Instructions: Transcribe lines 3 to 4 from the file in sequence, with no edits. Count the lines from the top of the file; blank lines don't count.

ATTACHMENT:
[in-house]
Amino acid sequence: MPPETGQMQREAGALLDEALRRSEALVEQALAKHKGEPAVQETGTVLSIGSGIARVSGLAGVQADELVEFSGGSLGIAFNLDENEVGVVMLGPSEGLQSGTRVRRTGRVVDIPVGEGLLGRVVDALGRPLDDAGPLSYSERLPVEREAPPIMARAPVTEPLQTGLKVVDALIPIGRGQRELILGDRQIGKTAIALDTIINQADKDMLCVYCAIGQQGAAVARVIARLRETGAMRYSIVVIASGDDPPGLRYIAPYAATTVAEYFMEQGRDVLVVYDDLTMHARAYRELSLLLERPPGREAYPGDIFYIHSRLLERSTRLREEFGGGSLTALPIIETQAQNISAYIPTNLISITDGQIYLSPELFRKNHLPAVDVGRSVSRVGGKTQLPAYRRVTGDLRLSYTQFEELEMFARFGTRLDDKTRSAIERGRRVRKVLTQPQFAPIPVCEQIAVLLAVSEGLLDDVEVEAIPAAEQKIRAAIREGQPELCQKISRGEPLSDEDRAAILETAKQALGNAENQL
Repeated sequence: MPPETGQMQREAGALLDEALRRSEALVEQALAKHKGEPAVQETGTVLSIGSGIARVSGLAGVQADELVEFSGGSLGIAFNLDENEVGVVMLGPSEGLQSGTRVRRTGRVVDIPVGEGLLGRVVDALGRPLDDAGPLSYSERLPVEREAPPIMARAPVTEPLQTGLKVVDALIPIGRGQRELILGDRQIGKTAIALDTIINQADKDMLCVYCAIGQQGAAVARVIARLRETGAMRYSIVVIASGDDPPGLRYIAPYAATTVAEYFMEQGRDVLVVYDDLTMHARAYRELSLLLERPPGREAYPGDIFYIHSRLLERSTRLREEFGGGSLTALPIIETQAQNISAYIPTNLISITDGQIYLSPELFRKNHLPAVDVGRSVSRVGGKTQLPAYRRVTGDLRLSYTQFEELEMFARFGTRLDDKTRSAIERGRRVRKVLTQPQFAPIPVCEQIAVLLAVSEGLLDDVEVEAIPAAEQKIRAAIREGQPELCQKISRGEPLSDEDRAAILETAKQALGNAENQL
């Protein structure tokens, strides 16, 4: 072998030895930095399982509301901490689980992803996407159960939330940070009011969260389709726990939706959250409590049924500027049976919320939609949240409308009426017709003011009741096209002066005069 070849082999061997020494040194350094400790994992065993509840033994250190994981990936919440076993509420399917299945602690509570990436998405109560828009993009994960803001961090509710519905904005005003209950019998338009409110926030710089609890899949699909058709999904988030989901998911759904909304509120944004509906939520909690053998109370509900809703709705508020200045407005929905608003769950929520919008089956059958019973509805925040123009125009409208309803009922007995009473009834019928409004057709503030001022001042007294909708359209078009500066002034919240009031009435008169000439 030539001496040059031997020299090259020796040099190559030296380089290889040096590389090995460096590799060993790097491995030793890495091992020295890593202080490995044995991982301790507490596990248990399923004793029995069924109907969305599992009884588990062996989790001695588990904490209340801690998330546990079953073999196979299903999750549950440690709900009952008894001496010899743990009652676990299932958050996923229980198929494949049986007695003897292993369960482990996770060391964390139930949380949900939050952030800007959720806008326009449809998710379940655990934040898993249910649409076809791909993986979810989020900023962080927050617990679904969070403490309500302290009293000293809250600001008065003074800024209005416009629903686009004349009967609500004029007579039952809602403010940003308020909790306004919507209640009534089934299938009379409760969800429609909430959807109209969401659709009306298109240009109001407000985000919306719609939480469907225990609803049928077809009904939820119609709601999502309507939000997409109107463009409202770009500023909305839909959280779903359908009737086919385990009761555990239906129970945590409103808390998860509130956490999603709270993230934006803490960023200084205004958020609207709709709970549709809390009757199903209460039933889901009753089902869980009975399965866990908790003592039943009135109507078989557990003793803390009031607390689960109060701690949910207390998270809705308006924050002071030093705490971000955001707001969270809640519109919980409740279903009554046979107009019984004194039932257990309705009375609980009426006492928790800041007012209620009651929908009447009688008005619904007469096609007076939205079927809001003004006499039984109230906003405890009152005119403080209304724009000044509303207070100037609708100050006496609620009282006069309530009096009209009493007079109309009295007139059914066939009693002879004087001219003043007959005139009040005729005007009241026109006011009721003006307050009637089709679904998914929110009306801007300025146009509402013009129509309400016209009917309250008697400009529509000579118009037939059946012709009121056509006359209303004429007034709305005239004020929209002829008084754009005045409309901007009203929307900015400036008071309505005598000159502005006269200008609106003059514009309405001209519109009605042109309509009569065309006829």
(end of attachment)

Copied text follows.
Repeated sequence: MPPETGQMQREAGALLDEALRRSEALVEQALAKHKGEPAVQETGTVLSIGSGIARVSGLAGVQADELVEFSGGSLGIAFNLDENEVGVVMLGPSEGLQSGTRVRRTGRVVDIPVGEGLLGRVVDALGRPLDDAGPLSYSERLPVEREAPPIMARAPVTEPLQTGLKVVDALIPIGRGQRELILGDRQIGKTAIALDTIINQADKDMLCVYCAIGQQGAAVARVIARLRETGAMRYSIVVIASGDDPPGLRYIAPYAATTVAEYFMEQGRDVLVVYDDLTMHARAYRELSLLLERPPGREAYPGDIFYIHSRLLERSTRLREEFGGGSLTALPIIETQAQNISAYIPTNLISITDGQIYLSPELFRKNHLPAVDVGRSVSRVGGKTQLPAYRRVTGDLRLSYTQFEELEMFARFGTRLDDKTRSAIERGRRVRKVLTQPQFAPIPVCEQIAVLLAVSEGLLDDVEVEAIPAAEQKIRAAIREGQPELCQKISRGEPLSDEDRAAILETAKQALGNAENQL
């Protein structure tokens, strides 16, 4: 072998030895930095399982509301901490689980992803996407159960939330940070009011969260389709726990939706959250409590049924500027049976919320939609949240409308009426017709003011009741096209002066005069 070849082999061997020494040194350094400790994992065993509840033994250190994981990936919440076993509420399917299945602690509570990436998405109560828009993009994960803001961090509710519905904005005003209950019998338009409110926030710089609890899949699909058709999904988030989901998911759904909304509120944004509906939520909690053998109370509900809703709705508020200045407005929905608003769950929520919008089956059958019973509805925040123009125009409208309803009922007995009473009834019928409004057709503030001022001042007294909708359209078009500066002034919240009031009435008169000439 030539001496040059031997020299090259020796040099190559030296380089290889040096590389090995460096590799060993790097491995030793890495091992020295890593202080490995044995991982301790507490596990248990399923004793029995069924109907969305599992009884588990062996989790001695588990904490209340801690998330546990079953073999196979299903999750549950440690709900009952008894001496010899743990009652676990299932958050996923229980198929494949049986007695003897292993369960482990996770060391964390139930949380949900939050952030800007959720806008326009449809998710379940655990934040898993249910649409076809791909993986979810989020900023962080927050617990679904969070403490309500302290009293000293809250600001008065003074800024209005416009629903686009004349009967609500004029007579039952809602403010940003308020909790306004919507209640009534089934299938009379409760969800429609909430959807109209969401659709009306298109240009109001407000985000919306719609939480469907225990609803049928077809009904939820119609709601999502309507939000997409109107463009409202770009500023909305839909959280779903359908009737086919385990009761555990239906129970945590409103808390998860509130956490999603709270993230934006803490960023200084205004958020609207709709709970549709809390009757199903209460039933889901009753089902869980009975399965866990908790003592039943009135109507078989557990003793803390009031607390689960109060701690949910207390998270809705308006924050002071030093705490971000955001707001969270809640519109919980409740279903009554046979107009019984004194039932257990309705009375609980009426006492928790800041007012209620009651929908009447009688008005619904007469096609007076939205079927809001003004006499039984109230906003405890009152005119403080209304724009000044509303207070100037609708100050006496609620009282006069309530009096009209009493007079109309009295007139059914066939009693002879004087001219003043007959005139009040005729005007009241026109006011009721003006307050009637089709679904998914929110009306801007300025146009509402013009129509309400016209009917309250008697400009529509000579118009037939059946012709009121056509006359209303004429007034709305005239004020929209002829008084754009005045409309901007009203929307900015400036008071309505005598000159502005006269200008609106003059514009309405001209519109009605042109309509009569065309006829």